Unless you are a Luddite, you will not have failed to appreciate how tech has transformed the work landscape. While offices were once a sea of paperwork, travel expense slips, fax machines, mobile phones the size of bricks, typewriters – you get the gist – the evolution of modern technology has consigned them all to history. Today, with high-speed internet, smartphones, IP telephony like Skype, social networking sites, chat apps, and cloud computing, the 21st-century work environment has been totally reshaped. With the touch of a button, distances have become immaterial and communication instantaneous. Knowledge is now shared freely, and things just get done faster.
Hand-in-hand with these technological advances comes a new workforce: an ever-expanding pool of digital nomads who are used to plugging in anywhere, at any time – a dynamic bunch who eschew the constraints of working from one set place and doing the standard 9-5. So far, so good but while mobile technology may have allowed us to move beyond the four walls of the traditional office, letting us work on the go, this digital revolution does not come without its downsides.
Taking it too far
There is a thin line between utilizing technology so it is beneficial and taking it too far. Sadly, a growing number of people are overstepping it: we are always reading our emails, chatting on WhatsApp and communicating via social media. Indeed, We Are Social and Hootsuite’s latest report revealed that in 2018 for the fourth straight year, Filipinos spent more time online, on social media, than anywhere else in the world. The country’s overall time online was second only to Thailand. In the Philippines, time spent online daily soared from 9 hours and 29 minutes in 2017 to 10 hours and 2 minutes in 2018, compared to the global average of 6 hours and 42 minutes.
In short, we are addicted to tech – and it is eroding our time and attention, particularly in the workplace. Every time our smartphone buzzes or our laptop pings, we get distracted. If our line of thought is interrupted, it takes a while to get back on track. Precious time, lost.
However, the misuse of tech can do more than compromise productivity, it can impact our mental health. The new ‘always on’ culture is blurring the distinction between work and life. According to a Deloitte report, more than one-third of consumers worldwide said they check their phone within five minutes of waking up in the morning.
We don’t give ourselves a digital break and this can, according to Deloitte Insights, lead to stress and anxiety, depression, poor sleep and physical disconnection.
So while technology in the workplace is a blessing, it can also be a curse. After all, what business wants a preoccupied, ineffective, stressed-out employee? Luckily, there are ways to achieve a more balanced approach to technology. Here are a few steps to make this possible:
Having the right company culture when it comes to technology goes a long way in moderating usage.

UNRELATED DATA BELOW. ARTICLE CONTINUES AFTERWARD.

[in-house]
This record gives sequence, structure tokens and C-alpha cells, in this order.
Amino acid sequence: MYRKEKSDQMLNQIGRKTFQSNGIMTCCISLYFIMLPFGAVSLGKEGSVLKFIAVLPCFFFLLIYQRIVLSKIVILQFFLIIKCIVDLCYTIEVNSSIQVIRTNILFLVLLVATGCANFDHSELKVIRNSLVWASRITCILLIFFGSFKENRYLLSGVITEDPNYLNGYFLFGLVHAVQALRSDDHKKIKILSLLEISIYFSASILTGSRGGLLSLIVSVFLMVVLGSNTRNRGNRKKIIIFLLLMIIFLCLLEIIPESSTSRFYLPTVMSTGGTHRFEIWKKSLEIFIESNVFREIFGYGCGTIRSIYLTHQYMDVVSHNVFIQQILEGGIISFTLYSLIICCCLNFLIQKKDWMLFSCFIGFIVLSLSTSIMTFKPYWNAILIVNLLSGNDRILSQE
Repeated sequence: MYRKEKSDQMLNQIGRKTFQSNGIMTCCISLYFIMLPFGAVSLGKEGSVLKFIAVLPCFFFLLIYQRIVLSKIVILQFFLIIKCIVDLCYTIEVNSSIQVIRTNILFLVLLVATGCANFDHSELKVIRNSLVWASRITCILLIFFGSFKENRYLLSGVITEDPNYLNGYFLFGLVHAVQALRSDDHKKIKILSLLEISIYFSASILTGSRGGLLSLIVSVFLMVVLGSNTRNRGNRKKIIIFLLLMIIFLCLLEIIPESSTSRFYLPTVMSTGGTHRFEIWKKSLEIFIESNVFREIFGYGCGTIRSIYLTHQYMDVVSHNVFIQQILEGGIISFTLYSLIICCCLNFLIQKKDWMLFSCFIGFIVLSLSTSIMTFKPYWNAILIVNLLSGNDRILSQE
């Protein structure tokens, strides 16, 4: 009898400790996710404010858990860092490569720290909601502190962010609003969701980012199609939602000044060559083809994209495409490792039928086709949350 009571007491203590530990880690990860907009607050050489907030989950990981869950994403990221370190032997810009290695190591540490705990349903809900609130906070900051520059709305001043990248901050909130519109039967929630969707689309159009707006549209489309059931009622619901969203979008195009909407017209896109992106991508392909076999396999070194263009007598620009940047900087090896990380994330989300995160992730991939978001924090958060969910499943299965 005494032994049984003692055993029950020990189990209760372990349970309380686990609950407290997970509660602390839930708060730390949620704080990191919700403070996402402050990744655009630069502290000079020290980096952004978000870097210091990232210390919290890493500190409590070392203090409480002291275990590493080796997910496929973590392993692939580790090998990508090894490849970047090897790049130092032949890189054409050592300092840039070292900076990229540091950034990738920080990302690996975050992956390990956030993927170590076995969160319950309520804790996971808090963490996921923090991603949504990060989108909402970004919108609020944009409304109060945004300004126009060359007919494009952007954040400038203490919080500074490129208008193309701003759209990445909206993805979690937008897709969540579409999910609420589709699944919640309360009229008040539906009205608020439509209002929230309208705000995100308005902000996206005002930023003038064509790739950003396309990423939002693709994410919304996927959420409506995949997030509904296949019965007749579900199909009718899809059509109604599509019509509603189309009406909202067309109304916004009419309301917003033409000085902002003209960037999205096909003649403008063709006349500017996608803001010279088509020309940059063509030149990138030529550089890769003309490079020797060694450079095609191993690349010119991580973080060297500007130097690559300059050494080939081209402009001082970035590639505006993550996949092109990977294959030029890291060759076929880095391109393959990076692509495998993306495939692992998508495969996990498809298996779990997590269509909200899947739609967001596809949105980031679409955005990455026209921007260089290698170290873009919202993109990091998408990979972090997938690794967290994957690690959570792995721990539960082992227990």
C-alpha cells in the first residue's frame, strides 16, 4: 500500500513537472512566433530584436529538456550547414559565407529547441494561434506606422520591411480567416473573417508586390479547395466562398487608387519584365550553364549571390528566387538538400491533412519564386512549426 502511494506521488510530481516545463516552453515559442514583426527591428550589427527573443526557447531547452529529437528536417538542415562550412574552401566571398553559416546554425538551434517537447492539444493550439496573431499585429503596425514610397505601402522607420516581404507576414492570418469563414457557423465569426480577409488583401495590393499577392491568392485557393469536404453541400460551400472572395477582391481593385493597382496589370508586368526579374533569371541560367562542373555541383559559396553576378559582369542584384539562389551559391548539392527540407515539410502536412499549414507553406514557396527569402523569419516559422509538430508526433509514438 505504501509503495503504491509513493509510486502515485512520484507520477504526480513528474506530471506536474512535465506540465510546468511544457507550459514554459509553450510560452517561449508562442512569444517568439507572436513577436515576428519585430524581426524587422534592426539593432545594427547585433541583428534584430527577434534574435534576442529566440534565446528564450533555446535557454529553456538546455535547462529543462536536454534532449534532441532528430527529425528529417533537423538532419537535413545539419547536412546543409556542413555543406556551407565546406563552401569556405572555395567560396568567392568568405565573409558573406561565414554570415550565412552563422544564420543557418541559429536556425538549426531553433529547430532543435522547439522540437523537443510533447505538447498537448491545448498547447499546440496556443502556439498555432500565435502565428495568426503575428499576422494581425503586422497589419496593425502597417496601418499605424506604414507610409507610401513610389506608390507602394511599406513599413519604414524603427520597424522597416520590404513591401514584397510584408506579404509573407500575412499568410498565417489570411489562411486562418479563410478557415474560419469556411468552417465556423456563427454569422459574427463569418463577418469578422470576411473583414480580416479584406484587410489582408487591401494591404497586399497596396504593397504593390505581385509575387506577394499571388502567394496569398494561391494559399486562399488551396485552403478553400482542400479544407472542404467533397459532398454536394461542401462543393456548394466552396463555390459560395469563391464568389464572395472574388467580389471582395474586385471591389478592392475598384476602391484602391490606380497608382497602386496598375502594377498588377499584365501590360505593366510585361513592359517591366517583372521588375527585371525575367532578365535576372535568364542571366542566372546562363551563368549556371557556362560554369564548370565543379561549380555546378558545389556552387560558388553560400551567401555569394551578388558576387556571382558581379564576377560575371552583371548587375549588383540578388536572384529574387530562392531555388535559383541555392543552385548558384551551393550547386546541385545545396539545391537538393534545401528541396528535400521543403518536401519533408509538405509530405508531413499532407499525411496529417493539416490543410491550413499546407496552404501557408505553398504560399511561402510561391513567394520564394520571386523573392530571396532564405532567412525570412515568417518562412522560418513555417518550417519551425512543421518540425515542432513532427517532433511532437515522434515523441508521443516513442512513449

A healthy tech policy, with clear communication guidelines, is vital. Ensure, for example, that team members are aware of when remote workers are online and when it is and is not appropriate to contact them. Create awareness through talks and workshops of how overuse of devices can have detrimental effects.
Help employees understand what is expected of them, especially when it comes to working hours. Make sure there is a clear end point to their day and that you do not overstep it. Just because it is possible to contact a colleague when they are not in the office, does not mean they should be. Likewise, as an employee, if you are working remotely, set your hours and stick to them.
Make productivity count
If you want your workforce to understand that disconnecting is ok, put the emphasis on productivity rather than availability. Staff should not be rewarded for being at the end of a smartphone to answer an email from the boss past working hours; rather, they should be given credit for completing a great piece of work on schedule.
It sounds ironic, but tech can be used as a means of avoidance. Give employees access to screen-time apps, such as Space, Freedom or Moment, which can remind them to take a break if they have been emailing or texting for long periods, curb social media use and create blocklists.
Take a break
For office-based employees, introduce a daily tech-free break when all devices are unplugged. Encourage employees to use the time to gather thoughts over a coffee, catch up with a colleague or go for a distraction-free stroll. Some companies also limit or forbid staff from sending business emails after hours; even going so far as deleting any messages employees might receive on holiday.
Stick to the plan
Once you have policies in place, make sure everyone sticks to them. If managers and team leaders are constantly checking their phones, it sends the wrong message. Those at the top should be inspiring the team to use their smartphones as a means of efficiency, not as a distraction.
Keep it real
Encourage face-to-face meetings and social interaction with colleagues. There is nothing like a group lunch or a brainstorm to foster team spirit and get the creative juices flowing. When a get-together takes place, ensure that it is a screen-free zone. If seeing people in person is not possible, encourage employees to stay connected in real time by picking up the phone instead of sending texts or emails. Sometimes, it is good to talk.
By: Lars Wittig, Country Manager Philippines, Thailand, Vietnam, Cambodia, South Korea, IWG.